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Tabletop Simulator Tutorial Series Part 5: Custom Content


Welcome to the Tabletop Simulator Tutorial Series. I’m Kimiko from Berserk Games and this episode is all about Custom Content. One major feature of Tabletop Simulator is being able to create your own games and import 3D models.

I’m going to go over the various things you can do, from the very basic game creation to more in-depth and creative games. You will see that the possibilities really are endless when it comes to creating your own custom content for use in Tabletop Simulator.

The first thing I’ll go over is the Deck Builder tool. This tool has been around for quite some time, but it now officially a part of Tabletop Simulator. This was created by Andrew, also known as Anwinity and he has done a great job implementing this for Tabletop Simulator.

To use this tool, just go to your folder where Tabletop Simulator is installed and look for Deck Builder. This is an easy and convenient way to put your cards together without having to manually do it yourself. Just choose “new deck” and drag your image files into the open space like so.

If you go to “options”, you can check the size of your cards and also choose a color for your background. If you go to “view”, you can zoom in or zoom out or show the grid so you can see exactly how it’s supposed to look once cut. If you want to move the cards around, you can easily do so by dragging and dropping.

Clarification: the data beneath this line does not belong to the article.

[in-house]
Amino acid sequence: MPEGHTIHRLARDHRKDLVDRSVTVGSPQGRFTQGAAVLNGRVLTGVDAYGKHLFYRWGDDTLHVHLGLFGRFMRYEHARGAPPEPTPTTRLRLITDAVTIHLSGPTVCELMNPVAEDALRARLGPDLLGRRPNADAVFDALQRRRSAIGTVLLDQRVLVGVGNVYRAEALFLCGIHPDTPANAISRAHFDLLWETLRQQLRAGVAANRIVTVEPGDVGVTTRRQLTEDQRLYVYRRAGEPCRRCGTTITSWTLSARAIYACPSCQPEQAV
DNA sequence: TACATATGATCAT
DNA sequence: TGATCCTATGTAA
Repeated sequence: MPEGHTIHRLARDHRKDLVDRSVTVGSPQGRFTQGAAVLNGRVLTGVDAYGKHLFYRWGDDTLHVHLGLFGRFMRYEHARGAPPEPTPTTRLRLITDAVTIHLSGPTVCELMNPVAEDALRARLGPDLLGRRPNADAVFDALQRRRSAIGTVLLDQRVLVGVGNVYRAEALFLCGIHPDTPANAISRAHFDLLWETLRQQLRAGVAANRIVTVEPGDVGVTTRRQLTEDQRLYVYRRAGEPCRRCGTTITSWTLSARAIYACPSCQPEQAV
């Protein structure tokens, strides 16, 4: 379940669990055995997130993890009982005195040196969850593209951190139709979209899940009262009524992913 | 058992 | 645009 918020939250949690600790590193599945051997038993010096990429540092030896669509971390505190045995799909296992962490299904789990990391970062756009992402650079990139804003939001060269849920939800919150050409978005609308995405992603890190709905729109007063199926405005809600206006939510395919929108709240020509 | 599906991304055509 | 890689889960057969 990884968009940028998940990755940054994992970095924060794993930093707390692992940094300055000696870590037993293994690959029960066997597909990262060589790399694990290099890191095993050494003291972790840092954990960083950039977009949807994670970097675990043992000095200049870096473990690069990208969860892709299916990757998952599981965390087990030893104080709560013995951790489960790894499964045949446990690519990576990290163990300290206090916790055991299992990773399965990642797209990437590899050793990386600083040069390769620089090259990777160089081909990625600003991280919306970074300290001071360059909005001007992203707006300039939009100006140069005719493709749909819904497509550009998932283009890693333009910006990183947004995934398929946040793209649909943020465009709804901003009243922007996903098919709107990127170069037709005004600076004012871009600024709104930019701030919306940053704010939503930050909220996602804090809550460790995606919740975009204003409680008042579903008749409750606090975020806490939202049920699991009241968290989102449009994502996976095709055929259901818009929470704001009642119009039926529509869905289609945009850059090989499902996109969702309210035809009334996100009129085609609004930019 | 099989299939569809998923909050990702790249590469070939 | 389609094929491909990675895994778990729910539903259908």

If you need more than one of the same card, you can just ctrl c and ctrl v to copy and paste them in place.

The 70th slot in the template is for the hidden card, so when a card is placed in players’ hands, no one will see their cards except for themselves, so be sure to put a card different from the rest so you know it’s supposed to be hidden.

To save your new deck, go to “file” and click save deck as. If you want a similar deck but make minor changes to it, you can click “clone deck” and adjust it as needed and save as before.

And finally, once you have completed your deck you can click on “export deck” to have it saved as a jpg. You can choose the dimensions of your card and whether you wish to keep the aspect ratio or not. Keep in mind that we recommend your export size is smaller than 5000×5000.

Remember that the larger the file the more ram that is used up. Another thing to note that no matter if you have 1 card on your template or use up the entire thing, it will still use up the same amount of ram. So if you upload 10 templates with 1 card each, you are going to have a lot harder time with memory usage, than if you put each card on one template and just upload the one.